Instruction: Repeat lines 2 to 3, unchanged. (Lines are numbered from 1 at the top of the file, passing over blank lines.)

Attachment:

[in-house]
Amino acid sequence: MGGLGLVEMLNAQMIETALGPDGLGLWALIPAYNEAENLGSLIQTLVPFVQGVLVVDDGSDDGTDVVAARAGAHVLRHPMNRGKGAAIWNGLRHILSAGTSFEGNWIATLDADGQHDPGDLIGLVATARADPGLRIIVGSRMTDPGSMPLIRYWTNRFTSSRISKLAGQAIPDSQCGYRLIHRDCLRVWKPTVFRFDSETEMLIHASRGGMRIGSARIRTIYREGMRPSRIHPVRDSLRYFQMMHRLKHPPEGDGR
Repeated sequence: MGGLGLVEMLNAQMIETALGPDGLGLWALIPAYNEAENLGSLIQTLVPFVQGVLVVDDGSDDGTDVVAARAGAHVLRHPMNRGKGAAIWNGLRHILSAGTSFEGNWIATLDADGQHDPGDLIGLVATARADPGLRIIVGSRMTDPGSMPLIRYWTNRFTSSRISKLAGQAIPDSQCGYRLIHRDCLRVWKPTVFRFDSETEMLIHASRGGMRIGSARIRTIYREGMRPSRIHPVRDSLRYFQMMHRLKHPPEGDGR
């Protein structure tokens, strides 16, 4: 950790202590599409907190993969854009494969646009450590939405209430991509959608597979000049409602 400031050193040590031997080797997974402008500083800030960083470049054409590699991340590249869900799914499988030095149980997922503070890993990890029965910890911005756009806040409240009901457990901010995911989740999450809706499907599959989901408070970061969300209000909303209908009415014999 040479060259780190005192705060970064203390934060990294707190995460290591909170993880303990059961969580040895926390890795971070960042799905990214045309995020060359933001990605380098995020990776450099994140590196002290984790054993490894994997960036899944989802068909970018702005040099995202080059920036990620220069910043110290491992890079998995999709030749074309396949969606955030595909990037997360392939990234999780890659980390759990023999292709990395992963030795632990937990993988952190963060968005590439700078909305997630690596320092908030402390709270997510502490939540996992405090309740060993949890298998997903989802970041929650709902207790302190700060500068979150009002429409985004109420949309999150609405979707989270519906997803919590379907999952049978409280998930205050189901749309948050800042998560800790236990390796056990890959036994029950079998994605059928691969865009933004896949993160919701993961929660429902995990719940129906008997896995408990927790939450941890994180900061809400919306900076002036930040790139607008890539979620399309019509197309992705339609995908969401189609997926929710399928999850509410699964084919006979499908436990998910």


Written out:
Amino acid sequence: MGGLGLVEMLNAQMIETALGPDGLGLWALIPAYNEAENLGSLIQTLVPFVQGVLVVDDGSDDGTDVVAARAGAHVLRHPMNRGKGAAIWNGLRHILSAGTSFEGNWIATLDADGQHDPGDLIGLVATARADPGLRIIVGSRMTDPGSMPLIRYWTNRFTSSRISKLAGQAIPDSQCGYRLIHRDCLRVWKPTVFRFDSETEMLIHASRGGMRIGSARIRTIYREGMRPSRIHPVRDSLRYFQMMHRLKHPPEGDGR
Repeated sequence: MGGLGLVEMLNAQMIETALGPDGLGLWALIPAYNEAENLGSLIQTLVPFVQGVLVVDDGSDDGTDVVAARAGAHVLRHPMNRGKGAAIWNGLRHILSAGTSFEGNWIATLDADGQHDPGDLIGLVATARADPGLRIIVGSRMTDPGSMPLIRYWTNRFTSSRISKLAGQAIPDSQCGYRLIHRDCLRVWKPTVFRFDSETEMLIHASRGGMRIGSARIRTIYREGMRPSRIHPVRDSLRYFQMMHRLKHPPEGDGR